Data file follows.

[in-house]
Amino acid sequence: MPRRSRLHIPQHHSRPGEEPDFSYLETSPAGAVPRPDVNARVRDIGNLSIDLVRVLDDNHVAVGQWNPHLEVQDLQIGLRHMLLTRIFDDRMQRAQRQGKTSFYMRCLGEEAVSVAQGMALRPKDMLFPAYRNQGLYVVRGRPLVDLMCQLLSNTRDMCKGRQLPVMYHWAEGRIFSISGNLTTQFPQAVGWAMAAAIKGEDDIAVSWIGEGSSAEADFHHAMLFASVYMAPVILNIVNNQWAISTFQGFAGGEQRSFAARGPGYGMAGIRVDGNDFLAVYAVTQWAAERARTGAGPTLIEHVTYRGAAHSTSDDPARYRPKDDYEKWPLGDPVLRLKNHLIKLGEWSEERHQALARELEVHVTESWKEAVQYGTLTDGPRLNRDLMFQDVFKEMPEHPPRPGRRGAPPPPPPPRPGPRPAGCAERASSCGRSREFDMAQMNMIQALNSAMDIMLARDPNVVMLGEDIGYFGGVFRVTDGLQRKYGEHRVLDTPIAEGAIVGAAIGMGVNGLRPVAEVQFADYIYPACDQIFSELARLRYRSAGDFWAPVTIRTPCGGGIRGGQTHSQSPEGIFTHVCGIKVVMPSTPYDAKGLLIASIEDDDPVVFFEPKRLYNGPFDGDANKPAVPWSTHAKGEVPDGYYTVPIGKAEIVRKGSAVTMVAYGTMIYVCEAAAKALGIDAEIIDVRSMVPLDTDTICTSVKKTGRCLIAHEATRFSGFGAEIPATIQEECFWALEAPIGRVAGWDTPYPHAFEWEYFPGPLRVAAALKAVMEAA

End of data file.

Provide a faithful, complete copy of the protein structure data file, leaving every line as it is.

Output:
[in-house]
Amino acid sequence: MPRRSRLHIPQHHSRPGEEPDFSYLETSPAGAVPRPDVNARVRDIGNLSIDLVRVLDDNHVAVGQWNPHLEVQDLQIGLRHMLLTRIFDDRMQRAQRQGKTSFYMRCLGEEAVSVAQGMALRPKDMLFPAYRNQGLYVVRGRPLVDLMCQLLSNTRDMCKGRQLPVMYHWAEGRIFSISGNLTTQFPQAVGWAMAAAIKGEDDIAVSWIGEGSSAEADFHHAMLFASVYMAPVILNIVNNQWAISTFQGFAGGEQRSFAARGPGYGMAGIRVDGNDFLAVYAVTQWAAERARTGAGPTLIEHVTYRGAAHSTSDDPARYRPKDDYEKWPLGDPVLRLKNHLIKLGEWSEERHQALARELEVHVTESWKEAVQYGTLTDGPRLNRDLMFQDVFKEMPEHPPRPGRRGAPPPPPPPRPGPRPAGCAERASSCGRSREFDMAQMNMIQALNSAMDIMLARDPNVVMLGEDIGYFGGVFRVTDGLQRKYGEHRVLDTPIAEGAIVGAAIGMGVNGLRPVAEVQFADYIYPACDQIFSELARLRYRSAGDFWAPVTIRTPCGGGIRGGQTHSQSPEGIFTHVCGIKVVMPSTPYDAKGLLIASIEDDDPVVFFEPKRLYNGPFDGDANKPAVPWSTHAKGEVPDGYYTVPIGKAEIVRKGSAVTMVAYGTMIYVCEAAAKALGIDAEIIDVRSMVPLDTDTICTSVKKTGRCLIAHEATRFSGFGAEIPATIQEECFWALEAPIGRVAGWDTPYPHAFEWEYFPGPLRVAAALKAVMEAA